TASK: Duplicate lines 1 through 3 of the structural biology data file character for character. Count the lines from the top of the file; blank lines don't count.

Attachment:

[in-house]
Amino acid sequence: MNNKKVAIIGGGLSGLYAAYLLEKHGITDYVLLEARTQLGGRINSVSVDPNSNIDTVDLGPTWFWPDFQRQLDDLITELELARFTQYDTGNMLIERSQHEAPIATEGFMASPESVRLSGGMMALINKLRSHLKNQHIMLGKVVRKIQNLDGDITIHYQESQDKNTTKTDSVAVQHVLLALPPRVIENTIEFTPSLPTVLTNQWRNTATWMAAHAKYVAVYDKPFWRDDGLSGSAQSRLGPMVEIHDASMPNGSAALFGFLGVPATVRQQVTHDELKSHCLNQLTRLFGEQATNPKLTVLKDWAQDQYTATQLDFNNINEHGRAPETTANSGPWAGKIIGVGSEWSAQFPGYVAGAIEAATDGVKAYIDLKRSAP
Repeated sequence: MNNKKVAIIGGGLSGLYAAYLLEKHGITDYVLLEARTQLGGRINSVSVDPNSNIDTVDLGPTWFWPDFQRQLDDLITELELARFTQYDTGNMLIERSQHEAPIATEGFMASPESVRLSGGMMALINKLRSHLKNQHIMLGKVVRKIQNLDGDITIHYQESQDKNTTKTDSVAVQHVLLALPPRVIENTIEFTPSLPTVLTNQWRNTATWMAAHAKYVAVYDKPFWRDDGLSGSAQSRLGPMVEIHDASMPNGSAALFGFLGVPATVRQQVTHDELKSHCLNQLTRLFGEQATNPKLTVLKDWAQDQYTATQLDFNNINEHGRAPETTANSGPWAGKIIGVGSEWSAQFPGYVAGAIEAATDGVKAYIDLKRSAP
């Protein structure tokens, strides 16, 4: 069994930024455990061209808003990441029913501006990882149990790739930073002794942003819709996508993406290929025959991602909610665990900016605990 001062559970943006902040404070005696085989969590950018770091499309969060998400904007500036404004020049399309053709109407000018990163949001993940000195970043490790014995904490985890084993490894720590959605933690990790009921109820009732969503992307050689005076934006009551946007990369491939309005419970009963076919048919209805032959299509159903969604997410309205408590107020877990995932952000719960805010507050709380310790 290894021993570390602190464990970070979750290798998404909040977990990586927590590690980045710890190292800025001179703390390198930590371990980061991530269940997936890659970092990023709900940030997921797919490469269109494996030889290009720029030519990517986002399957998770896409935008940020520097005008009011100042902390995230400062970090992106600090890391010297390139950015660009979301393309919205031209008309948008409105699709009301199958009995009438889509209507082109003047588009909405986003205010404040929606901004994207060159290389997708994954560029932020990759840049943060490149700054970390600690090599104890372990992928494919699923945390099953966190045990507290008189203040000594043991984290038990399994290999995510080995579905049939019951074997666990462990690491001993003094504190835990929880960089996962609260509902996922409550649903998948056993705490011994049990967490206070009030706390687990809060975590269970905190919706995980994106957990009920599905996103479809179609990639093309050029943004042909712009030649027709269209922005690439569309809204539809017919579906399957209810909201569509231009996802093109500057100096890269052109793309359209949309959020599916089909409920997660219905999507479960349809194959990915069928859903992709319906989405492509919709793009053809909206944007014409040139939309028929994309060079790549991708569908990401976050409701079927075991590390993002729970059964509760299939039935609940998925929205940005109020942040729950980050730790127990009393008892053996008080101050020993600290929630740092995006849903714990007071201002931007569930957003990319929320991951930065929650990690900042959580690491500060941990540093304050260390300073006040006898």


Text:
[in-house]
Amino acid sequence: MNNKKVAIIGGGLSGLYAAYLLEKHGITDYVLLEARTQLGGRINSVSVDPNSNIDTVDLGPTWFWPDFQRQLDDLITELELARFTQYDTGNMLIERSQHEAPIATEGFMASPESVRLSGGMMALINKLRSHLKNQHIMLGKVVRKIQNLDGDITIHYQESQDKNTTKTDSVAVQHVLLALPPRVIENTIEFTPSLPTVLTNQWRNTATWMAAHAKYVAVYDKPFWRDDGLSGSAQSRLGPMVEIHDASMPNGSAALFGFLGVPATVRQQVTHDELKSHCLNQLTRLFGEQATNPKLTVLKDWAQDQYTATQLDFNNINEHGRAPETTANSGPWAGKIIGVGSEWSAQFPGYVAGAIEAATDGVKAYIDLKRSAP
Repeated sequence: MNNKKVAIIGGGLSGLYAAYLLEKHGITDYVLLEARTQLGGRINSVSVDPNSNIDTVDLGPTWFWPDFQRQLDDLITELELARFTQYDTGNMLIERSQHEAPIATEGFMASPESVRLSGGMMALINKLRSHLKNQHIMLGKVVRKIQNLDGDITIHYQESQDKNTTKTDSVAVQHVLLALPPRVIENTIEFTPSLPTVLTNQWRNTATWMAAHAKYVAVYDKPFWRDDGLSGSAQSRLGPMVEIHDASMPNGSAALFGFLGVPATVRQQVTHDELKSHCLNQLTRLFGEQATNPKLTVLKDWAQDQYTATQLDFNNINEHGRAPETTANSGPWAGKIIGVGSEWSAQFPGYVAGAIEAATDGVKAYIDLKRSAP